IN THIS SECTION:
Silver fox not a pet, but a farm predator
1 September 2011
The National Farmers’ Federation (NFF) has today called on the Government to refuse the application to import silver foxes into Australia as pets and potential breeding animals.
“Foxes pose an enormous risk to Australia’s agricultural production; a fact that the Government itself acknowledges by listing the red fox – the same family as the silver fox – as an invasive species,” NFF President Jock Laurie said.
“The fact that the Federal Department of Sustainability, Environment, Water, Population and Communities is even considering importing this animal by calling for submissions on the draft environment assessment report is of great concern to us and our members,” Mr Laurie said.
“Foxes were originally introduced into Australia for recreational hunting, but just like other invasive species like the cane toad and the rabbit, soon got out of control and now pose a major threat to agriculture and the environment.
“Foxes have not only been responsible for the decline in a number of species of native animals in Australia, they also prey on newborn lambs, kid goats and poultry. The timing of this is just incredulous, with the spring lambing season now underway.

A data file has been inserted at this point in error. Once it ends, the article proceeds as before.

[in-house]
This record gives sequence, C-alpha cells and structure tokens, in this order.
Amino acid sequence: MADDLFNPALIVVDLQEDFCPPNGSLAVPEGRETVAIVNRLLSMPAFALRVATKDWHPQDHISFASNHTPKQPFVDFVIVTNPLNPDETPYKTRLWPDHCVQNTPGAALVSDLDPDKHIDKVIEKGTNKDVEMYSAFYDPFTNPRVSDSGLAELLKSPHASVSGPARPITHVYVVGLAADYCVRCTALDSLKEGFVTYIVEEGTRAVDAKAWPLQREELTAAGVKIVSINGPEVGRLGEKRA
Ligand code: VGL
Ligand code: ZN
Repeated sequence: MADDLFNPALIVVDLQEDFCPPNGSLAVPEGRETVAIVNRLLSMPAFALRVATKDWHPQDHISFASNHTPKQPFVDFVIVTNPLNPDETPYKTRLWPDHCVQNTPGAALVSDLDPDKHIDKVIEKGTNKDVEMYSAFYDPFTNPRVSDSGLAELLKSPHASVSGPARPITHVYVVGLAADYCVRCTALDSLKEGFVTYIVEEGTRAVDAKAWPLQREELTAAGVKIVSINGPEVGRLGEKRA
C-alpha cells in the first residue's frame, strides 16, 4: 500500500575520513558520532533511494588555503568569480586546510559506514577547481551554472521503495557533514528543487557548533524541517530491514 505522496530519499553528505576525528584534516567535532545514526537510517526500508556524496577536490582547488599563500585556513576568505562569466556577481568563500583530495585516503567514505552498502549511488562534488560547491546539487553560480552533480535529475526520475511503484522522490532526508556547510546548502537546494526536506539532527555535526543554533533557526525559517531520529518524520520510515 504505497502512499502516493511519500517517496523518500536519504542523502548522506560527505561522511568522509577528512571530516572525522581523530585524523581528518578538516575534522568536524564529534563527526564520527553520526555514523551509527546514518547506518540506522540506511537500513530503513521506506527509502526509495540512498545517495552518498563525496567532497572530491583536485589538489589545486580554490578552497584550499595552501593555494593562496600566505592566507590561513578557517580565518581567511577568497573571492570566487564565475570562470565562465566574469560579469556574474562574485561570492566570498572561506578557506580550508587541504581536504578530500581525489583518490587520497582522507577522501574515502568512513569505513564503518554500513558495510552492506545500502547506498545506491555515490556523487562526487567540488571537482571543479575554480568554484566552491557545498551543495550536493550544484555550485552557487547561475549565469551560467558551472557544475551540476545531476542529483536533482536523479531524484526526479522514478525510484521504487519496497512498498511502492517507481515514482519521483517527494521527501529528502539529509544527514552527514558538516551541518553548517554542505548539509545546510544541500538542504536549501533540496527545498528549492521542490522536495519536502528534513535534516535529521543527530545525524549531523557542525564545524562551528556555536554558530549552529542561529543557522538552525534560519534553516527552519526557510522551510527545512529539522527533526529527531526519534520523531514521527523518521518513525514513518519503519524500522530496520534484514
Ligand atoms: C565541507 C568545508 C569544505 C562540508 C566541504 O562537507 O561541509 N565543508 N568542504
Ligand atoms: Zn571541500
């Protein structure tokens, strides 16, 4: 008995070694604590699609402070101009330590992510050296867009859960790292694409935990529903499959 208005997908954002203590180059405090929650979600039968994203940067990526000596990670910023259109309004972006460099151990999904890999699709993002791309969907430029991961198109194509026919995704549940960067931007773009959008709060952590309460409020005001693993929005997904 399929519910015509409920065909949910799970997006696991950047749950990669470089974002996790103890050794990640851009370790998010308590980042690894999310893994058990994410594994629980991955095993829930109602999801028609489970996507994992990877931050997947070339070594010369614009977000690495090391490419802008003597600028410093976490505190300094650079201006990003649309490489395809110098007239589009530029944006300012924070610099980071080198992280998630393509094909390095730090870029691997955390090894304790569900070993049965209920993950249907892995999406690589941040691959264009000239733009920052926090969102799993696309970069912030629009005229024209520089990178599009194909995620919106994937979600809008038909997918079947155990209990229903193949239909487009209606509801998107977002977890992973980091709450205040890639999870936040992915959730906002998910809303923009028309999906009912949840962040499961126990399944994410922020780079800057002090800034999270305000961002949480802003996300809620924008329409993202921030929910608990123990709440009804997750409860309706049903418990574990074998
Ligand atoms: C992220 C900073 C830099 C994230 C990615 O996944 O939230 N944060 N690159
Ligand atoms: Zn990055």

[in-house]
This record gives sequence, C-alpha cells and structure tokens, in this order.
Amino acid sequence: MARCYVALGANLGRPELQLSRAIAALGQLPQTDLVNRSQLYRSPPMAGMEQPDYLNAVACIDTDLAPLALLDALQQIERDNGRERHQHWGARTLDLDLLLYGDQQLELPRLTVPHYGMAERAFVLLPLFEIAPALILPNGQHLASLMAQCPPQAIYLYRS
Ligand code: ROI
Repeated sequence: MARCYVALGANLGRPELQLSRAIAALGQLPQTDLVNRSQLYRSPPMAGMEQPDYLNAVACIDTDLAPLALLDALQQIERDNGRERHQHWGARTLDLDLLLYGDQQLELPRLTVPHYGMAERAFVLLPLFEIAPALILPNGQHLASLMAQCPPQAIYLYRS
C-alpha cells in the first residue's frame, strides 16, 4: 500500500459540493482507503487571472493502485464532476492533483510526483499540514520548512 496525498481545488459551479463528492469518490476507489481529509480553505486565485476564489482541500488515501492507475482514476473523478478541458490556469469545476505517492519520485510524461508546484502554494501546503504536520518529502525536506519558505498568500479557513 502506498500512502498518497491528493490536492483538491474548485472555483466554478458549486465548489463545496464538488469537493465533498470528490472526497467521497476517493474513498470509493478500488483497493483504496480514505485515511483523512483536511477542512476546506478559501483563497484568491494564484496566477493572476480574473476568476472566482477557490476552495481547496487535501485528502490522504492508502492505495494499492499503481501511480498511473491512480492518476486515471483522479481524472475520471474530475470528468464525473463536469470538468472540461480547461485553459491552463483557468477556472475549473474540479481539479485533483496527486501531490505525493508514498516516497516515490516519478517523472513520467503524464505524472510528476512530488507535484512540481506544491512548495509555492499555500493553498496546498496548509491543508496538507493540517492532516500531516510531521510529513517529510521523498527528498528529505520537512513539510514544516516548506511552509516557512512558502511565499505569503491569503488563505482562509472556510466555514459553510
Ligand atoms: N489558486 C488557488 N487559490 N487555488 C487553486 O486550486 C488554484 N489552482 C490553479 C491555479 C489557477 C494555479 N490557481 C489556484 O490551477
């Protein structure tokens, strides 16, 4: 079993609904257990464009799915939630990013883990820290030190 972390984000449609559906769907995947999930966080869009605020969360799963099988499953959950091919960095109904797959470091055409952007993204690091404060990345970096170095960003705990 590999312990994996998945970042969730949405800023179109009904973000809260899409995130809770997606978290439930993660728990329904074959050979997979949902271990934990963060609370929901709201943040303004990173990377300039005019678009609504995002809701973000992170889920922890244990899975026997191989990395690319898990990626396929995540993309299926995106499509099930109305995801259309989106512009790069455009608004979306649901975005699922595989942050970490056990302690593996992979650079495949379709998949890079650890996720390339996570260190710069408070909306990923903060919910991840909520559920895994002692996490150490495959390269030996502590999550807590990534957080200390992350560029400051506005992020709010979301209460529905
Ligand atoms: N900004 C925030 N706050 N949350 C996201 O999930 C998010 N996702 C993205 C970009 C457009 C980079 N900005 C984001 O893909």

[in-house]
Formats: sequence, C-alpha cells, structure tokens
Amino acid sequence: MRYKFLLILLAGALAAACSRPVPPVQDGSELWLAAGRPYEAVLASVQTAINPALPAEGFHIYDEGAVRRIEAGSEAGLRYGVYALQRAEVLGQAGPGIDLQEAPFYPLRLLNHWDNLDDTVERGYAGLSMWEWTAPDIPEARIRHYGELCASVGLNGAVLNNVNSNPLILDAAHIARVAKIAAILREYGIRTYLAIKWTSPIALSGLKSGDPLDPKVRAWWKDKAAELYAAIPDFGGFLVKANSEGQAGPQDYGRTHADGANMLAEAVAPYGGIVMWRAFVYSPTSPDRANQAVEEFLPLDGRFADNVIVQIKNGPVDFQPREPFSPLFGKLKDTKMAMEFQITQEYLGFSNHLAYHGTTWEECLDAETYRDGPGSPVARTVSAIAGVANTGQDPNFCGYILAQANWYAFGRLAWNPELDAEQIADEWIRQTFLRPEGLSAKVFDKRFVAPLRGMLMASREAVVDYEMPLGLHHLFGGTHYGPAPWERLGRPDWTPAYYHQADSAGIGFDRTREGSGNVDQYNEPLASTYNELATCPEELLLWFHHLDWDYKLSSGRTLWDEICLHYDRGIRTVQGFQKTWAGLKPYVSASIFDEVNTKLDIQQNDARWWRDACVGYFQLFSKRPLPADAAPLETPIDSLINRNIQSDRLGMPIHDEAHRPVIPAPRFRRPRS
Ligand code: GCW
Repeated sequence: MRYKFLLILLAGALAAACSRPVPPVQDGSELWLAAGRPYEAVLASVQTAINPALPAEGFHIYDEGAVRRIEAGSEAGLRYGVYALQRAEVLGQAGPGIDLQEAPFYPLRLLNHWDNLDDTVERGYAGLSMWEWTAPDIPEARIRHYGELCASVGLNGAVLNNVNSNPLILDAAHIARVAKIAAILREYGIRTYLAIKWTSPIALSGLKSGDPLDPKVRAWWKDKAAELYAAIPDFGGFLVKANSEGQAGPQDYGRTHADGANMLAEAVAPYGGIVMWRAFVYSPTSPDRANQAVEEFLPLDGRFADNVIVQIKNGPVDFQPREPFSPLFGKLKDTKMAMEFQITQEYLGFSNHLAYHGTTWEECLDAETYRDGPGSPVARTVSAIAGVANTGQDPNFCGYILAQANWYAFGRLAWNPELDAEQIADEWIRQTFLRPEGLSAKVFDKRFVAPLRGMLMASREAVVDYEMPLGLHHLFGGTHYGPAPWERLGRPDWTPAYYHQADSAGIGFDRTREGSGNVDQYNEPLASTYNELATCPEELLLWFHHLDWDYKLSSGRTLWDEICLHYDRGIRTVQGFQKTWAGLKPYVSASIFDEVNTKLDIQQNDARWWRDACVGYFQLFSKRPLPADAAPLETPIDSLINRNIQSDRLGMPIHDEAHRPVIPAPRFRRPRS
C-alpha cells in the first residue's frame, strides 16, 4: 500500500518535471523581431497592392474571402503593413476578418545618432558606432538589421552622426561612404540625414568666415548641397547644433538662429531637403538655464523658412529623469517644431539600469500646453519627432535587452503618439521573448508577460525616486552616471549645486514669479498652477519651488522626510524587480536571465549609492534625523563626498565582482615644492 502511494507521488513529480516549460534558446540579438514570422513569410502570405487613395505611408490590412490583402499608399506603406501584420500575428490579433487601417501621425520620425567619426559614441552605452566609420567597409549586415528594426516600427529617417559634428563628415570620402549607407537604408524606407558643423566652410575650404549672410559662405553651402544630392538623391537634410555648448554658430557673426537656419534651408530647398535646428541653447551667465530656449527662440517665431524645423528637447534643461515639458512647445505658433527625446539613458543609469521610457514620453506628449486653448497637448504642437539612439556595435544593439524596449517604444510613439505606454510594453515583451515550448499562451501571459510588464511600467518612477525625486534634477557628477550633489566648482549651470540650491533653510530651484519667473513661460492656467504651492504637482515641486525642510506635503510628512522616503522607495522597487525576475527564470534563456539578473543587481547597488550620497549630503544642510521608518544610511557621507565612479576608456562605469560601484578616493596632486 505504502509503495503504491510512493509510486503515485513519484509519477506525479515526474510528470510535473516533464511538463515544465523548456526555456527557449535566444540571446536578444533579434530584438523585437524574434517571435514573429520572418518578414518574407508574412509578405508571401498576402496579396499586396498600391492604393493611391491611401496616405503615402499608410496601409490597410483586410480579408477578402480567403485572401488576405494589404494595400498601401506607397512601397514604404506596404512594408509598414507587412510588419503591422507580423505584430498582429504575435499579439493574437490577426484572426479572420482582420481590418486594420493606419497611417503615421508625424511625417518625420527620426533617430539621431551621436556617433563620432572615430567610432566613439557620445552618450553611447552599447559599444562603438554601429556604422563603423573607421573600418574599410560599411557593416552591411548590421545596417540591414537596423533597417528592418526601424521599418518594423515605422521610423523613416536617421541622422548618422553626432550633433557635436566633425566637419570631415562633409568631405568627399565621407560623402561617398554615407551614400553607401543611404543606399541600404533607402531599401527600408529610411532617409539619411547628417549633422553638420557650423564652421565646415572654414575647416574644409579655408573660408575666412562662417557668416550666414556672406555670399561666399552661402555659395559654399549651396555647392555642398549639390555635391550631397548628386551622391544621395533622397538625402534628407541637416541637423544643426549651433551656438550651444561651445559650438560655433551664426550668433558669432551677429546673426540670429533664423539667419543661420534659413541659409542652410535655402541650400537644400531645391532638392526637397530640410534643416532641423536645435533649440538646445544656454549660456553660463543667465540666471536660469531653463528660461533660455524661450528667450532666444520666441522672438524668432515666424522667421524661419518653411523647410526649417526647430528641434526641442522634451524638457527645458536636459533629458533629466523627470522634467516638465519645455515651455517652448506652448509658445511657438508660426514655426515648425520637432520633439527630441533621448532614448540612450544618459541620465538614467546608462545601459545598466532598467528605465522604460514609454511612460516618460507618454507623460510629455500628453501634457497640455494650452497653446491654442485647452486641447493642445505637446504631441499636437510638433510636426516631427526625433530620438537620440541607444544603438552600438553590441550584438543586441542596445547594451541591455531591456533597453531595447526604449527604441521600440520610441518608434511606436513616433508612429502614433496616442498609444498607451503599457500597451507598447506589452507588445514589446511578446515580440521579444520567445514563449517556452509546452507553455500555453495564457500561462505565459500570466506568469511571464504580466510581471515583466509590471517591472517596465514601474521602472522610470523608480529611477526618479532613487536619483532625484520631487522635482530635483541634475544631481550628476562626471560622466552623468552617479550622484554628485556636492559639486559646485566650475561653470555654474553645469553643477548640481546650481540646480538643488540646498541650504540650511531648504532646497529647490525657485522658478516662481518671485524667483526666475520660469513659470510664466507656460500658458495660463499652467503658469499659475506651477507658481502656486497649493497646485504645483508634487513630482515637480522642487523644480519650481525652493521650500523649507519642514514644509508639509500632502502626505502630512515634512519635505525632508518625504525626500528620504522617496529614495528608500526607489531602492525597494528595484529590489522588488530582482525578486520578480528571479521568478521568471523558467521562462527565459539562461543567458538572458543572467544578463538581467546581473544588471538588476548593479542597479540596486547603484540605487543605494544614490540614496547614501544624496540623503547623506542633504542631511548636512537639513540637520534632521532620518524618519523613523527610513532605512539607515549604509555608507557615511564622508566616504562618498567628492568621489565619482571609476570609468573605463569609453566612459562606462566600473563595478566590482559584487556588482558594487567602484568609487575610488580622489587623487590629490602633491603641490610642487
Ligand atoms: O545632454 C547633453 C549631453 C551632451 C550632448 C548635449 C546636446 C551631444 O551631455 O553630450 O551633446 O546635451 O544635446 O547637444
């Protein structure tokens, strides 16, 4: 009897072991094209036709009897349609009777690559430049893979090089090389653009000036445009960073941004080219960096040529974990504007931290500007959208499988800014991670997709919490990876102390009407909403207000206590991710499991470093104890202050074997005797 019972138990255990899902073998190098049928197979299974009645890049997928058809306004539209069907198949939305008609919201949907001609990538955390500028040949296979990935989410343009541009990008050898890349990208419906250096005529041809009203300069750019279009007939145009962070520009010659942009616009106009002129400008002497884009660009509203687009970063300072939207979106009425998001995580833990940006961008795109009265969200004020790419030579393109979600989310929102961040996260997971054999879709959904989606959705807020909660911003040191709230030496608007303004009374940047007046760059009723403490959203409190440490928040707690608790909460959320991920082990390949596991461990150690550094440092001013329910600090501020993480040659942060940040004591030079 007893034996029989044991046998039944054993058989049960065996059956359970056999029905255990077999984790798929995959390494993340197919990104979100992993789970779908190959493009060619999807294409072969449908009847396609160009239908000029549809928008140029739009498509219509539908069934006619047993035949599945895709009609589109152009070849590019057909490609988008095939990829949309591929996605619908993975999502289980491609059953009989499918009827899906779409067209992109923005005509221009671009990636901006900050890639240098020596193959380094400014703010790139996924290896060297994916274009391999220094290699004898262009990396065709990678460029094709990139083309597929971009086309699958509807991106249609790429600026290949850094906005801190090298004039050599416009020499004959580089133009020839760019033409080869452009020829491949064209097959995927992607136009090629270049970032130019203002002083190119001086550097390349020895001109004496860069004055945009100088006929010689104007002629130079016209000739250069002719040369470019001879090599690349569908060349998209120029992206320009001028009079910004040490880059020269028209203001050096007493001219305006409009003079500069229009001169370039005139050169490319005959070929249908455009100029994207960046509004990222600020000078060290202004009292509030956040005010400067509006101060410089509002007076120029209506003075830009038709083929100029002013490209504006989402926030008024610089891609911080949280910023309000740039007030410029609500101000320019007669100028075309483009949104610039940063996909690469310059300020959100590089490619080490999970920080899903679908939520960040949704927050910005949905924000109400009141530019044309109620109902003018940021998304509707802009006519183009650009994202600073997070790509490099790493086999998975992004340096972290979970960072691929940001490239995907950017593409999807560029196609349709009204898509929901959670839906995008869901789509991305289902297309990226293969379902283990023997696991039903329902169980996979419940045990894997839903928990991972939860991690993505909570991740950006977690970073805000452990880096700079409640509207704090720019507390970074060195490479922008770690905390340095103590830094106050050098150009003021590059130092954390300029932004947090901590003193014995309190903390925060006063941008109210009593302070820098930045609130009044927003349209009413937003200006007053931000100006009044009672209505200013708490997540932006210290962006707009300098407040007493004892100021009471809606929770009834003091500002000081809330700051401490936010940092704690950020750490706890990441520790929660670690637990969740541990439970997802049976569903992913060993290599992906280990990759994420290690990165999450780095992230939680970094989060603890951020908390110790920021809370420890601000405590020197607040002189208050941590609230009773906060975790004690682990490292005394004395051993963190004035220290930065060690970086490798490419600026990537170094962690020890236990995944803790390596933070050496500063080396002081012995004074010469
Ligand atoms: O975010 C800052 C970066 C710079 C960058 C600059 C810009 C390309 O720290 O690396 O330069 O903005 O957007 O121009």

“Ironically, predation by the red fox is listed as a key threatening process under the Environmental Protection and Biodiversity Conversation Act, with a threat abatement plan for the red fox in place between the Federal Government and all states and territories.
“We are astounded that the Government would even consider introducing an animal that they have spent many years and thousands of dollars trying to eradicate. The silver fox is simply a wolf in sheep’s clothing.
“Surely we have learnt from the mistakes of the past on the introduction of invasive species. Foxes are not pets, they’re predators. We are calling on the Government to reject this application outright,” Mr Laurie said.
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